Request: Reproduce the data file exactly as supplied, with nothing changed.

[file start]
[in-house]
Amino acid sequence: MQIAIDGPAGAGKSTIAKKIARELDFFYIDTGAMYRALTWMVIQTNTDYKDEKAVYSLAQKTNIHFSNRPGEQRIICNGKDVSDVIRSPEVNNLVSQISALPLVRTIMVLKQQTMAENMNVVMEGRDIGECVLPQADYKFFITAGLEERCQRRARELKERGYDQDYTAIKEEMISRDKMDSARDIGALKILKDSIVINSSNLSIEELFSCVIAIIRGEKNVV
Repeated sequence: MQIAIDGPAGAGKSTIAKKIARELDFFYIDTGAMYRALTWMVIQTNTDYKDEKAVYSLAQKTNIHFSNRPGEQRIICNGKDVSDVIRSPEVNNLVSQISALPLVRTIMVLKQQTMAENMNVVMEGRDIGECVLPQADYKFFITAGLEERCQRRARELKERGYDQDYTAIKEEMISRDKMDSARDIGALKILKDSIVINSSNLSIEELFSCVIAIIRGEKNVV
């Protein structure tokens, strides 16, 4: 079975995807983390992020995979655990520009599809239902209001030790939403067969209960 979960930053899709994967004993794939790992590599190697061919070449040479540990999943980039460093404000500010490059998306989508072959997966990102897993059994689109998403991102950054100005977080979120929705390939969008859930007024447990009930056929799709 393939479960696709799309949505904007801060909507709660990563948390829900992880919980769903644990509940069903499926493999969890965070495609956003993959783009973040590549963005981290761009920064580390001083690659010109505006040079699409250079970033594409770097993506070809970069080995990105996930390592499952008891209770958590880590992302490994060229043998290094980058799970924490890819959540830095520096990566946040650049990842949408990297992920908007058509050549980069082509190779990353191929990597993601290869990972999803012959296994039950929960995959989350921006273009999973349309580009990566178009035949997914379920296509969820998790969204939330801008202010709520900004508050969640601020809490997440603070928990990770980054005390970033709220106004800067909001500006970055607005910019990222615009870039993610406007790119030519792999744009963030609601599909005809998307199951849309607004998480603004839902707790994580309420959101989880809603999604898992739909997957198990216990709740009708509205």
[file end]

[in-house]
Amino acid sequence: MQIAIDGPAGAGKSTIAKKIARELDFFYIDTGAMYRALTWMVIQTNTDYKDEKAVYSLAQKTNIHFSNRPGEQRIICNGKDVSDVIRSPEVNNLVSQISALPLVRTIMVLKQQTMAENMNVVMEGRDIGECVLPQADYKFFITAGLEERCQRRARELKERGYDQDYTAIKEEMISRDKMDSARDIGALKILKDSIVINSSNLSIEELFSCVIAIIRGEKNVV
Repeated sequence: MQIAIDGPAGAGKSTIAKKIARELDFFYIDTGAMYRALTWMVIQTNTDYKDEKAVYSLAQKTNIHFSNRPGEQRIICNGKDVSDVIRSPEVNNLVSQISALPLVRTIMVLKQQTMAENMNVVMEGRDIGECVLPQADYKFFITAGLEERCQRRARELKERGYDQDYTAIKEEMISRDKMDSARDIGALKILKDSIVINSSNLSIEELFSCVIAIIRGEKNVV
């Protein structure tokens, strides 16, 4: 079975995807983390992020995979655990520009599809239902209001030790939403067969209960 979960930053899709994967004993794939790992590599190697061919070449040479540990999943980039460093404000500010490059998306989508072959997966990102897993059994689109998403991102950054100005977080979120929705390939969008859930007024447990009930056929799709 393939479960696709799309949505904007801060909507709660990563948390829900992880919980769903644990509940069903499926493999969890965070495609956003993959783009973040590549963005981290761009920064580390001083690659010109505006040079699409250079970033594409770097993506070809970069080995990105996930390592499952008891209770958590880590992302490994060229043998290094980058799970924490890819959540830095520096990566946040650049990842949408990297992920908007058509050549980069082509190779990353191929990597993601290869990972999803012959296994039950929960995959989350921006273009999973349309580009990566178009035949997914379920296509969820998790969204939330801008202010709520900004508050969640601020809490997440603070928990990770980054005390970033709220106004800067909001500006970055607005910019990222615009870039993610406007790119030519792999744009963030609601599909005809998307199951849309607004998480603004839902707790994580309420959101989880809603999604898992739909997957198990216990709740009708509205």